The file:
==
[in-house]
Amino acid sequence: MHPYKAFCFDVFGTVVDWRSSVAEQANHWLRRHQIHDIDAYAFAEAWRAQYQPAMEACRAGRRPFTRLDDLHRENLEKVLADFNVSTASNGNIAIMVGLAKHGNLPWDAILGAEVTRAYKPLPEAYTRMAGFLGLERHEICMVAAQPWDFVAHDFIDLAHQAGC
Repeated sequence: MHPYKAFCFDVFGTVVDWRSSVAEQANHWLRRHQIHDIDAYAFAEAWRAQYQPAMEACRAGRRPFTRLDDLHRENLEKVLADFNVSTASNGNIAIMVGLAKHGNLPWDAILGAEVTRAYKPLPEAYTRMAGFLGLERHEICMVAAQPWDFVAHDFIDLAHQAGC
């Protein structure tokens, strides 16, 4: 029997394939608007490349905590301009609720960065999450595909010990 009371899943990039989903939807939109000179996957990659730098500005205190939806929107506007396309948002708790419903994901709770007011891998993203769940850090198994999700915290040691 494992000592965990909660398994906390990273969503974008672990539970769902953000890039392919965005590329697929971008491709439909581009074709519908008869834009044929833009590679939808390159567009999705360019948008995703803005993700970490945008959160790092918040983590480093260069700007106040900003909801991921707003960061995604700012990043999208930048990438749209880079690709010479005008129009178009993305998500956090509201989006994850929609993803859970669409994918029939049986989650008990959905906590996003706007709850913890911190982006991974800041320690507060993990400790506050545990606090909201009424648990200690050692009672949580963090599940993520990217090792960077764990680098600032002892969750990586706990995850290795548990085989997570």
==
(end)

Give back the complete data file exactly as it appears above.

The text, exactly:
[in-house]
Amino acid sequence: MHPYKAFCFDVFGTVVDWRSSVAEQANHWLRRHQIHDIDAYAFAEAWRAQYQPAMEACRAGRRPFTRLDDLHRENLEKVLADFNVSTASNGNIAIMVGLAKHGNLPWDAILGAEVTRAYKPLPEAYTRMAGFLGLERHEICMVAAQPWDFVAHDFIDLAHQAGC
Repeated sequence: MHPYKAFCFDVFGTVVDWRSSVAEQANHWLRRHQIHDIDAYAFAEAWRAQYQPAMEACRAGRRPFTRLDDLHRENLEKVLADFNVSTASNGNIAIMVGLAKHGNLPWDAILGAEVTRAYKPLPEAYTRMAGFLGLERHEICMVAAQPWDFVAHDFIDLAHQAGC
């Protein structure tokens, strides 16, 4: 029997394939608007490349905590301009609720960065999450595909010990 009371899943990039989903939807939109000179996957990659730098500005205190939806929107506007396309948002708790419903994901709770007011891998993203769940850090198994999700915290040691 494992000592965990909660398994906390990273969503974008672990539970769902953000890039392919965005590329697929971008491709439909581009074709519908008869834009044929833009590679939808390159567009999705360019948008995703803005993700970490945008959160790092918040983590480093260069700007106040900003909801991921707003960061995604700012990043999208930048990438749209880079690709010479005008129009178009993305998500956090509201989006994850929609993803859970669409994918029939049986989650008990959905906590996003706007709850913890911190982006991974800041320690507060993990400790506050545990606090909201009424648990200690050692009672949580963090599940993520990217090792960077764990680098600032002892969750990586706990995850290795548990085989997570």